|Born||Patrick Ralph Porter
May 31, 1959
|Died||July 26, 2012 (age 53)
Patrick ("Pat") Ralph Porter (May 31, 1959 – July 26, 2012) was an American distance runner.
Education and career
Porter was born in Wadena, Minnesota on May 31, 1959. After graduating from Adams State in 1982 with a degree in marketing, Porter became one of the most dominant U.S. distance runners of the 1980s. Porter was a two time U.S. Olympian, running the 10000 meters at the 1984 and 1988 Olympic Games. In 1983 he set the World Record for a road 10K at 27:31.8. He won the silver medal at the 1985 IAAF World Cup in Canberra, Australia, getting nipped at the tape by Ethiopia's Wodajo Bulti by six hundredths of a second.
With an unremarkable personal best of 4:29 in the mile while running for Evergreen High School in Evergreen, Colorado, Porter was not heavily recruited to run in college. He enrolled at Adams State College in Alamosa, Colorado, and flourished under the training of coach Joe Vigil.
Porter was best known for his cross country running accomplishments. He won a record eight consecutive USA Cross Country Championships from 1982 to 1989. Porter also represented the United States at the World Cross Country Championships each of these years. His best finish at the World Championships was 4th in 1984, followed by 6th, 7th, 9th and 10th place finishes throughout his career.
In 1998 Porter played Finnish distance runner Lasse Virén in Without Limits, a biographical film about American distance legend Steve Prefontaine. He was married to fellow U.S. Olympic Team member high jumper Trish King.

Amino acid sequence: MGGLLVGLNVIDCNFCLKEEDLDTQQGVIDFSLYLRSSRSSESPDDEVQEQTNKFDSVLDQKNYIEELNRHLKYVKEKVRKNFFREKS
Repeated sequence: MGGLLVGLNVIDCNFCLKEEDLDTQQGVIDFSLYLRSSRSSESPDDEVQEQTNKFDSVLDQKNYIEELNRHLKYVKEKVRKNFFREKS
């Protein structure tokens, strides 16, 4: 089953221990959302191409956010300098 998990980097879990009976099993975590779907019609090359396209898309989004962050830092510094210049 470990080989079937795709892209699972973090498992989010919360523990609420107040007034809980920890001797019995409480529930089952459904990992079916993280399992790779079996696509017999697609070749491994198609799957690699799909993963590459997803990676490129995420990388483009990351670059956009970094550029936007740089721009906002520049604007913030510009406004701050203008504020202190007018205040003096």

On July 26, 2012, at approximately 8:30 a.m., Porter was killed in an airplane crash along with his 15-year old son Connor and his son's friend, 14-year old Connor Mantsch. Porter, an avid pilot, hit a boundary fence at the south end of the Sedona Airport runway just outside of Sedona, Arizona, then went down a steep mesa and burst into flames upon impact at the bottom of the hill. Only days before his death, on July 20, Porter had been inducted into the Rocky Mountain Athletic Conference Hall of Fame in Colorado Springs and was also inducted into the Adams State Athletics Hall of Fame in 2000 in Alamosa, Colorado. He was 53 years old.
|Representing the United States|
|1984||Olympic Games||Los Angeles, United States||15th||10,000 m||28:34.59|
- Moore, Kenny. "Running on a Rocky Mountain High" Sports Illustrated. March 17, 1986. accessed on September 8, 2008
- USA Track and Field Statistics, USATF.org accessed on September, 8 2008
- Without Limits at the Internet Movie Database accessed on September 8, 2008